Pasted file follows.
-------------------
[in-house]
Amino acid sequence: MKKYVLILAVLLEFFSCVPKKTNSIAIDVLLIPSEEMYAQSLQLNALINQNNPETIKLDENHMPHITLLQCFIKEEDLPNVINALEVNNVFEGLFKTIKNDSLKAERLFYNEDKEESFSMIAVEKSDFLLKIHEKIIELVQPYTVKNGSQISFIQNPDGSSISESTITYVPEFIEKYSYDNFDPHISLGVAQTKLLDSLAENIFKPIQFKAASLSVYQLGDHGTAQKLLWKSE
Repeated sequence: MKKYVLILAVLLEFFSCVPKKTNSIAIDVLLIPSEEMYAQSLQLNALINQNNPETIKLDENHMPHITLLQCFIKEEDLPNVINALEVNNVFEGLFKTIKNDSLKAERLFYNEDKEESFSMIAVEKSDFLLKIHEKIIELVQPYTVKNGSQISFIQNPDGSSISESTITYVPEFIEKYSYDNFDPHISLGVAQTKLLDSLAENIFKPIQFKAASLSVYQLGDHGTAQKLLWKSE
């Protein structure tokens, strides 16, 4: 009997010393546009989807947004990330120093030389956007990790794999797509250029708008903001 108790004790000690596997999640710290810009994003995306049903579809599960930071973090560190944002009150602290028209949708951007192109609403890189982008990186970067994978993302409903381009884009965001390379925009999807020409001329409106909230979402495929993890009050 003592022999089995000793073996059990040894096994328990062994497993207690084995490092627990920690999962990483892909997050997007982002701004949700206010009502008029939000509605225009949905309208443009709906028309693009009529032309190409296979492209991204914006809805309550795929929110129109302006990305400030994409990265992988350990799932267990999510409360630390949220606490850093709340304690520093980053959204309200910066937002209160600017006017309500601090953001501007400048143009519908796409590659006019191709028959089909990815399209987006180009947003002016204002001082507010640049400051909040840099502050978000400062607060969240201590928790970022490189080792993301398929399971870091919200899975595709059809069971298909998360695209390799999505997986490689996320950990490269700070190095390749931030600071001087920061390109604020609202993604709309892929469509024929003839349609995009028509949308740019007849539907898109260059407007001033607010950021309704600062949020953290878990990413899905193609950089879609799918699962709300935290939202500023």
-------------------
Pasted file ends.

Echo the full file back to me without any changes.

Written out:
[in-house]
Amino acid sequence: MKKYVLILAVLLEFFSCVPKKTNSIAIDVLLIPSEEMYAQSLQLNALINQNNPETIKLDENHMPHITLLQCFIKEEDLPNVINALEVNNVFEGLFKTIKNDSLKAERLFYNEDKEESFSMIAVEKSDFLLKIHEKIIELVQPYTVKNGSQISFIQNPDGSSISESTITYVPEFIEKYSYDNFDPHISLGVAQTKLLDSLAENIFKPIQFKAASLSVYQLGDHGTAQKLLWKSE
Repeated sequence: MKKYVLILAVLLEFFSCVPKKTNSIAIDVLLIPSEEMYAQSLQLNALINQNNPETIKLDENHMPHITLLQCFIKEEDLPNVINALEVNNVFEGLFKTIKNDSLKAERLFYNEDKEESFSMIAVEKSDFLLKIHEKIIELVQPYTVKNGSQISFIQNPDGSSISESTITYVPEFIEKYSYDNFDPHISLGVAQTKLLDSLAENIFKPIQFKAASLSVYQLGDHGTAQKLLWKSE
């Protein structure tokens, strides 16, 4: 009997010393546009989807947004990330120093030389956007990790794999797509250029708008903001 108790004790000690596997999640710290810009994003995306049903579809599960930071973090560190944002009150602290028209949708951007192109609403890189982008990186970067994978993302409903381009884009965001390379925009999807020409001329409106909230979402495929993890009050 003592022999089995000793073996059990040894096994328990062994497993207690084995490092627990920690999962990483892909997050997007982002701004949700206010009502008029939000509605225009949905309208443009709906028309693009009529032309190409296979492209991204914006809805309550795929929110129109302006990305400030994409990265992988350990799932267990999510409360630390949220606490850093709340304690520093980053959204309200910066937002209160600017006017309500601090953001501007400048143009519908796409590659006019191709028959089909990815399209987006180009947003002016204002001082507010640049400051909040840099502050978000400062607060969240201590928790970022490189080792993301398929399971870091919200899975595709059809069971298909998360695209390799999505997986490689996320950990490269700070190095390749931030600071001087920061390109604020609202993604709309892929469509024929003839349609995009028509949308740019007849539907898109260059407007001033607010950021309704600062949020953290878990990413899905193609950089879609799918699962709300935290939202500023």